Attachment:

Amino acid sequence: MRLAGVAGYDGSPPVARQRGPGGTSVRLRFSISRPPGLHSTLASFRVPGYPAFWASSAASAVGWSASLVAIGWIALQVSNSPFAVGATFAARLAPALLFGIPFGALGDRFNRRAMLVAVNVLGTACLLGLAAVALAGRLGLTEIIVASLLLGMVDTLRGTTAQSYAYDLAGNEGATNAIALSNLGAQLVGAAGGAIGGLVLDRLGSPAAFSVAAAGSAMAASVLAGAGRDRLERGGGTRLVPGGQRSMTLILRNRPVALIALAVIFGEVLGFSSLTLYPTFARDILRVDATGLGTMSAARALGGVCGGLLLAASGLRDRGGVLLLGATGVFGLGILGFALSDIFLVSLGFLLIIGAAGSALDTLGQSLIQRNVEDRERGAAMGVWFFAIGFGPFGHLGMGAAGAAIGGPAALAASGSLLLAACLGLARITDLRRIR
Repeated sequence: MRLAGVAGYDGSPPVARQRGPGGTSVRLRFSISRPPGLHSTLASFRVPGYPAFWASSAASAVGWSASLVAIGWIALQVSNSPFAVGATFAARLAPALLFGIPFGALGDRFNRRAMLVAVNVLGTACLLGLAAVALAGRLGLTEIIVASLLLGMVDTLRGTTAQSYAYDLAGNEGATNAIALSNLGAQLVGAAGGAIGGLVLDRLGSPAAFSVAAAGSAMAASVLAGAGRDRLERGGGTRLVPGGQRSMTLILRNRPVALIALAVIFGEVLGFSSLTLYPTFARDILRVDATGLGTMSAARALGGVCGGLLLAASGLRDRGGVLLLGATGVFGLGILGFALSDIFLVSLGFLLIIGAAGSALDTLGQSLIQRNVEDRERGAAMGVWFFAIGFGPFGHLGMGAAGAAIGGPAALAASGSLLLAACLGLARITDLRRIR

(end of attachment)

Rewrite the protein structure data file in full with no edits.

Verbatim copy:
Amino acid sequence: MRLAGVAGYDGSPPVARQRGPGGTSVRLRFSISRPPGLHSTLASFRVPGYPAFWASSAASAVGWSASLVAIGWIALQVSNSPFAVGATFAARLAPALLFGIPFGALGDRFNRRAMLVAVNVLGTACLLGLAAVALAGRLGLTEIIVASLLLGMVDTLRGTTAQSYAYDLAGNEGATNAIALSNLGAQLVGAAGGAIGGLVLDRLGSPAAFSVAAAGSAMAASVLAGAGRDRLERGGGTRLVPGGQRSMTLILRNRPVALIALAVIFGEVLGFSSLTLYPTFARDILRVDATGLGTMSAARALGGVCGGLLLAASGLRDRGGVLLLGATGVFGLGILGFALSDIFLVSLGFLLIIGAAGSALDTLGQSLIQRNVEDRERGAAMGVWFFAIGFGPFGHLGMGAAGAAIGGPAALAASGSLLLAACLGLARITDLRRIR
Repeated sequence: MRLAGVAGYDGSPPVARQRGPGGTSVRLRFSISRPPGLHSTLASFRVPGYPAFWASSAASAVGWSASLVAIGWIALQVSNSPFAVGATFAARLAPALLFGIPFGALGDRFNRRAMLVAVNVLGTACLLGLAAVALAGRLGLTEIIVASLLLGMVDTLRGTTAQSYAYDLAGNEGATNAIALSNLGAQLVGAAGGAIGGLVLDRLGSPAAFSVAAAGSAMAASVLAGAGRDRLERGGGTRLVPGGQRSMTLILRNRPVALIALAVIFGEVLGFSSLTLYPTFARDILRVDATGLGTMSAARALGGVCGGLLLAASGLRDRGGVLLLGATGVFGLGILGFALSDIFLVSLGFLLIIGAAGSALDTLGQSLIQRNVEDRERGAAMGVWFFAIGFGPFGHLGMGAAGAAIGGPAALAASGSLLLAACLGLARITDLRRIR